Around 1200 B.C., the reigning civilizations in the Mediterranean and Near East collapsed. Archaeologists have posited several explanations for the Late Bronze Age Crisis, as the event is known, but new evidence suggests that a changing climate may have been a key factor in the civilizations’ demise.
Prior to the Late Bronze Age Crisis, the Hittite civilization in Syria and northern Mesopotamia, the Mycenaean civilization in Greece, and the New Kingdom in Egypt were centers of thriving trade and advanced culture. They began to decline simultaneously towards the end of the 13th century B.C., a slump that scientists have variously attributed to natural disaster, technological advances and internal political strife. Written sources from the time also tell of a band of mysterious “Sea Peoples” who raided the coasts and hastened the civilizations’ fall. The study, published Wednesday in the journal PLOS One, supports the idea that climate change helped drive the events of the late Bronze Age collapse.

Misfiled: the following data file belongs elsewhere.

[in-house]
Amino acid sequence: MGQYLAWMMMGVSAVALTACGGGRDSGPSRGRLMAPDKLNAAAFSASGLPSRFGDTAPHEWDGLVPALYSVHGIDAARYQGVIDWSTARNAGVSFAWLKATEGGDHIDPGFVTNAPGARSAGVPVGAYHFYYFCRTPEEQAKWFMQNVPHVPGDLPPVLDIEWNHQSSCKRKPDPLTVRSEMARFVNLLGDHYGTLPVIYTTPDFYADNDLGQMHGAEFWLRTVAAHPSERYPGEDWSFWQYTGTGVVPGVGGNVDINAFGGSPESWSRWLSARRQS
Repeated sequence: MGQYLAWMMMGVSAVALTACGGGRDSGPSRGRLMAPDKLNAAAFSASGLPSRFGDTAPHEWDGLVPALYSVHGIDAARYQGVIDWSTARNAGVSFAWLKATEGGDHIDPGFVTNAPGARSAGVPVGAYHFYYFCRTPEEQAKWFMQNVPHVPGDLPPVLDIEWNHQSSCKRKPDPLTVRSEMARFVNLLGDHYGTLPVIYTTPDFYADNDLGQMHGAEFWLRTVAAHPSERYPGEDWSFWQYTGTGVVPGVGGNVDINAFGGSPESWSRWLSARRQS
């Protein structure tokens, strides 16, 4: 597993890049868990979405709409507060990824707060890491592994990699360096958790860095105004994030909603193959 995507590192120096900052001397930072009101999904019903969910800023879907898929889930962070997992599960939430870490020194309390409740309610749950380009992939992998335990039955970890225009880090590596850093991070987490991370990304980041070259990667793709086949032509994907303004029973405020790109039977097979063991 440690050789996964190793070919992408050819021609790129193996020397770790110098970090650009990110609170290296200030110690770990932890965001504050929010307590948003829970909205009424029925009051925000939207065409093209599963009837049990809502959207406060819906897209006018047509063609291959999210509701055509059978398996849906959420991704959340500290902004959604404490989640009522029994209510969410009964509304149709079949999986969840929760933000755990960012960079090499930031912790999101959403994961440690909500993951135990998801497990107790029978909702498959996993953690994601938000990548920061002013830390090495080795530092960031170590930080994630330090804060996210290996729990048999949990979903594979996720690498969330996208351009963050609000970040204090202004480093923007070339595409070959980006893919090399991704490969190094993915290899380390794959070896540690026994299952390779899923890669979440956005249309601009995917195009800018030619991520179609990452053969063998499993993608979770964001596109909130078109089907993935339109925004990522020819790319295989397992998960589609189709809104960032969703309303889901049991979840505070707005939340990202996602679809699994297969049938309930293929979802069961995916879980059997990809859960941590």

Researchers from the University of Paul Sabatier in France and elsewhere analyzed pollen samples and carbon isotopes from the Larnaca Salt Lake in southeastern Cyprus, an area at the crossroads of trade routes during the Late Bronze Age. The analysis revealed that the lake was once a lively harbor connected to the sea, but had dried up and became landlocked over time while the woodland around it retreated, indicating that a major climate shift had occurred between the 13th and 9th centuries B.C. By examining cuneiform tablets and correspondence records, the researchers determined that the onset of the drought coincided with the Late Bronze Age Crisis and the rise of the Sea Peoples.
The researchers theorize that the 300-year drought lead to crop failure and famine, creating socio-economic conflicts and forcing the formerly pastoral nomads to take to the seas. Rather than an isolated event, they contend that the crisis was the result of a confluence of several factors, and conclude that the Late Bronze Age decline, previously considered one of the great archaeological mysteries, highlights the sensitivity of ancient agricultural societies to fluctuations in climate.